From the day we are born, we are somewhat enlisted with the task of perpetuating the human race.
This task isn’t limited to human lives, but to every entity that has a place in society, including companies. It’s obvious that in order for the economy to keep rolling, all corporations need successors to carry on the business.
Recently, we saw Masayoshi Son ― known also by his Korean name Son Jeong-ui ― pick such a person to run his multibillion-dollar enterprise.
Son has frequently made headlines with his unconventional business decisions, but his latest decision to select a former Google executive to run SoftBank did come as a surprise to some, especially to many Koreans who are used to seeing companies get handed down to family members.
Son not only has kids of his own, but he also a brother who happens to be in the business of IT, currently heading a couple of enterprises including GungHo, a mobile gaming company.
Instead, Son set his sights on Nikesh Arora, formerly the chief business officer of Google.
The Japanese billionaire said he sees Arora as the man who can navigate the tougher times that may lie ahead for SoftBank. The company recently said it posted a record net profit for the fifth consecutive year, but also declined to forecast any future earnings.
So I asked myself, how many companies in Korea would do what Son had done? He has just chosen an unrelated man to head a company he has built from scratch. Koreans would say he chose a “nam,” which means stranger in Korean.
I don’t know if Lee Jay-yong, the only son of Samsung chairman Lee Kun-hee, is qualified to inherit the Samsung empire, but is there a chance that the elder Lee would have considered someone else even if he felt his son did not measure up?
The importance of a successor is … well, I doubt we even need to go into it, but a few powerful and sometimes controversial ones to come to mind.
Steve Ballmer, Jeffrey Immelt and Carly Fiorina are just some of the best-known examples.
Then again, there are some actually born into their jobs, literally conceived to become a successor: North Korean leader Kim Jong-un.
I admit this young man faced challenges from the get-go, having inherited one of the most reclusive nations in the world that seems to be slowly disintegrating, but one does imagine how drastically different things would be for the Korean Peninsula if one of the most controversial successors in the world had just a little more sense.
Shifting back to South Korea, it is not rare to see companies ―both big and small ― bequeathing their businesses to kin or at least next of kin.
Perhaps it is a cultural thing. Family, or people who can be considered family, is one of the most important aspects of Korean life. But strictly speaking, it’s less because of who they are, and more about putting them down as blood allies in life.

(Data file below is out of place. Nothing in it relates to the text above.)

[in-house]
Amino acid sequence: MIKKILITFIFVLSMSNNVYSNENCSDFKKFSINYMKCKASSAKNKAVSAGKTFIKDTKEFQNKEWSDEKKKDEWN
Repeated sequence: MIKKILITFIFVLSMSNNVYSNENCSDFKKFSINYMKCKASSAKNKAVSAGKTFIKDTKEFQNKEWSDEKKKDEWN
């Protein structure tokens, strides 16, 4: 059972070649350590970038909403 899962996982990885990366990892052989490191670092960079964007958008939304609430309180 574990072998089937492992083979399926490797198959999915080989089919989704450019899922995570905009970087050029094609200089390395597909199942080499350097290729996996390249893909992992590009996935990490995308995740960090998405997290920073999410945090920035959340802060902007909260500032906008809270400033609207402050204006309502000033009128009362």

As far as I can tell, this does not seem to be the case for Japan.
Yes, businesses will be handed down to second and third generations. But the way people generally treat other in Tokyo, to me, shows more respect toward those whom you are not related to ― the perfect “nam.”
Not only are they polite, but they genuinely seem to be very concerned about not causing any inconvenience to anyone other than themselves, even to people they would probably never lay their eyes on again.
This is a big difference from the society I was used to in Korea.
I remember once when I was moonlighting for an English broadcaster here and had to invite a researcher from a think tank for an interview.
It was a scorching hot summer day in June, and he got lost but I couldn’t go out to greet him because I was busy too. Another staff member greeted him at the entrance but he got so upset at not having been escorted that he left without doing the interview.
I talked to my father about it, and surprise, surprise, he knew this man. One thing led to another and I called him up and apologized again, and he was suddenly very understanding about the whole episode.
For me, it was perplexing how actions he had criticized just days ago could be so easily forgiven after it turned out I was associated with someone he knew.
But that is the way things get done in Korea. You scratch my back, I scratch yours. Your friend is mine, are we but “nam?” These are all slogans that have actually been publicly used by politicians.
This is why it may be difficult to understand how a man could build up an enterprise, only to give it to someone who has no blood relation.
But since that someone in this case has wowed the world over and over again with his brilliant entrepreneurship, I am willing to bet Masayoshi-san is shrewd enough to know that he is doing.
Many eyes ― including those of some of the conglomerates here ― will be watching to see if the carefully chosen successor can live up to the standards, or if in the end, family ties are the only answer.
By Kim Ji-hyun
Kim Ji-hyun is The Korea Herald’s Tokyo correspondent. ― Ed.